Evangelical Leader Confesses, Quits
India Evangelical Mission founder Theodore Williams has admitted to an adulterous relationship and resigned from all leadership posts in evangelical organizations.
Williams, 58, recently had been appointed cochairman of AD 2000 with Billy Graham and Bill Bright. He had served on the international board of World Evangelical Fellowship (WEF) and held various leadership posts with the Evangelical Fellowship of India, World Gospel Mission, and “Back to the Bible” radio broadcasts. A popular convention speaker, Williams has canceled all bookings for the next year. He founded India Evangelical Mission in 1965 and had been its board chairman. Williams has given up his housing with the organization in Bangalore.
Jun Veneer, international WEF director in Singapore, said Williams had resigned “due to moral failure in his personal and family life.” Williams has submitted to India Evangelical Mission leadership for a restoration process. Authorities have decided Williams will not be involved in ministry for a year. He and his wife of 22 years remain together.
“We realize this is a time in which donors who have given because of Theo will feel betrayed,” says WEF North America director Galen Hiestand. “But there also is a personal side of a man who has stepped down responsibly and who needs to be forgiven and loved.”
Parliament Crisis Sinks Religion Law
The government turmoil in Russia has in effect scuttled a proposed law that would have prohibited independent activities of foreign religious organizations and their representatives, according to Parliament member Gleb Yakunin.
In July and August, the Russian Parliament passed laws to restrict religious freedom (CT, Oct. 4, 1993, p. 62), but both measures were vetoed by President Boris Yeltsin. The September 21 dissolution of Parliament by Yeltsin “buries” the law, according to Yakunin, who was the lone member out of 167 to vote against the first version.
Yakunin, a dissident Russian Orthodox priest who was stripped of his parish and imprisoned before Communist rule collapsed in 1990, says the religion law was “one link in a big chain with which the Parliament was trying to kill democracy in Russia.” He says the December elections Yeltsin has called for will be the crucial test for the survival of democracy in the country.
Ad Flap Spurs Evangelism
A controversy over Morris Cerullo’s Mission to London, which has been criticized for a “show biz” approach to healing and for making exaggerated claims, may pave the way for a British evangelism campaign that will be unusual by featuring British evangelists instead of Americans.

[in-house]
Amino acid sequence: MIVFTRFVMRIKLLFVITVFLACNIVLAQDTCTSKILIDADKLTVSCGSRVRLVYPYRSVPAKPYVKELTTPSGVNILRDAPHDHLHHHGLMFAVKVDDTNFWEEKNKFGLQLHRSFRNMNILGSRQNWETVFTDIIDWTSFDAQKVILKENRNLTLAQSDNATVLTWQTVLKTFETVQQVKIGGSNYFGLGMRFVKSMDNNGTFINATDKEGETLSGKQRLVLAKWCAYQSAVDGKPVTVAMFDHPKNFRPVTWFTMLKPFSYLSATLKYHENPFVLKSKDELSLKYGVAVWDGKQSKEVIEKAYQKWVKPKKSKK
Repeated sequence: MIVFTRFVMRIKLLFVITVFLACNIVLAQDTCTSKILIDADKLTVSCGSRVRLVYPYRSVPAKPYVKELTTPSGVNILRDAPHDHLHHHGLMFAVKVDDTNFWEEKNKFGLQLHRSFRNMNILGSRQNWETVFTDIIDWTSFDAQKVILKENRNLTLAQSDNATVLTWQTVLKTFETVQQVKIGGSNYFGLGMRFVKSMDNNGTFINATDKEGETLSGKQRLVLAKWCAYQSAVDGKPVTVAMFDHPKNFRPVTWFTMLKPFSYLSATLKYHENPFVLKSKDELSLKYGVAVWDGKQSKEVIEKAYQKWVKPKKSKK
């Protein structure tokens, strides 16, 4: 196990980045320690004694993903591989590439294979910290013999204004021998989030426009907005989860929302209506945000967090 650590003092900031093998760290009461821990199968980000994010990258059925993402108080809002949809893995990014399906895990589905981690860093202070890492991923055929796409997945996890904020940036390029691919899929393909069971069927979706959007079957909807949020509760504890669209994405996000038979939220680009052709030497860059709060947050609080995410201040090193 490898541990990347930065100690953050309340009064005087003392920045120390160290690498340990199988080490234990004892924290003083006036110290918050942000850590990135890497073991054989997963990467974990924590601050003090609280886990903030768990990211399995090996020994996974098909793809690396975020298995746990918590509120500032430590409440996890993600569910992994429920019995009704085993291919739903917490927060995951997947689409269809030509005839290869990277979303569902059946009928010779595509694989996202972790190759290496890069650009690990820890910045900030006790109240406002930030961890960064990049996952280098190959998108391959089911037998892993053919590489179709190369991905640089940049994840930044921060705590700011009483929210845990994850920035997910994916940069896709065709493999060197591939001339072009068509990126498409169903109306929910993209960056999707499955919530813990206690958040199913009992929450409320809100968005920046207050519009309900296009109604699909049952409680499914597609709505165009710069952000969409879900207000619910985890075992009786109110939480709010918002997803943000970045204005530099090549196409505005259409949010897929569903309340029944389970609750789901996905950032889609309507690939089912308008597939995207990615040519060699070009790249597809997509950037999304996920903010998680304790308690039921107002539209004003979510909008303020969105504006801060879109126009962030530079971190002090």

In August, the Church of England Newspaper asked its readers if the paper should cancel Cerullo’s advertising, as England’s Baptist Times already had done. Managing editor John Martin says reader reaction has been “absolutely overwhelmingly against our taking the advertising.” He says the paper will cut back but not eliminate the advertising.
Though the paper has run criticism of Cerullo’s tactics, Martin says its editors felt a need to do more than just write about the subject. As a result, they are working to organize an evangelistic campaign that will avoid some of the controversies generated by American evangelists in England.
PEOPLE AND EVENTS
The Japanese Evangelical Lutheran Church (JELC) has issued a public confession of “deep repentance” for its role in World War II. In a statement, the JELC declared, “As a result of the forced union of Christian churches in 1941, our church weakened its confession, prayed for Japan’s triumph in war, and compromised itself with the military government.”
• The Bible League, an international Scripture-placement organization with offices in 17 nations, dedicated a new 16,500-square-foot addition September 13 at headquarters in South Holland, Illinois. The organization, founded in 1938 by William Chapman, produces around 30 million Bibles, New Testaments, and Scripture portions annually.
• The Vatican last month dispatched Cardinal Roger Etchegaray to China, making him the highest-ranking papal envoy to visit the country officially since the 1949 Communist revolution. At the same time, China freed two Roman Catholic lay leaders from prison camps in Hebei province, Zhang Youshen and Zhang Dapeng. The moves signal a continued easing of tensions between the Roman Catholic Church and the Chinese government, which often has persecuted leaders for refusal to renounce allegiance to the pope.
Meanwhile, the highest-ranking delegation of Chinese government religious-affairs leaders ever to visit the United States since the founding of the People’s Republic of China wrapped up an eight-city tour October 12. The visit to study how the Christian church impacts society was hosted by East Gates Ministries International, headed by Ned Graham, son of Billy Graham.
• Lutheran Bible Translators (LBT) missionary Alan Grossman, 31, was shot in the leg September 22 when three burglars broke into the LBT office in Monrovia, Liberia. He was not seriously injured and is recovering from the wounds.
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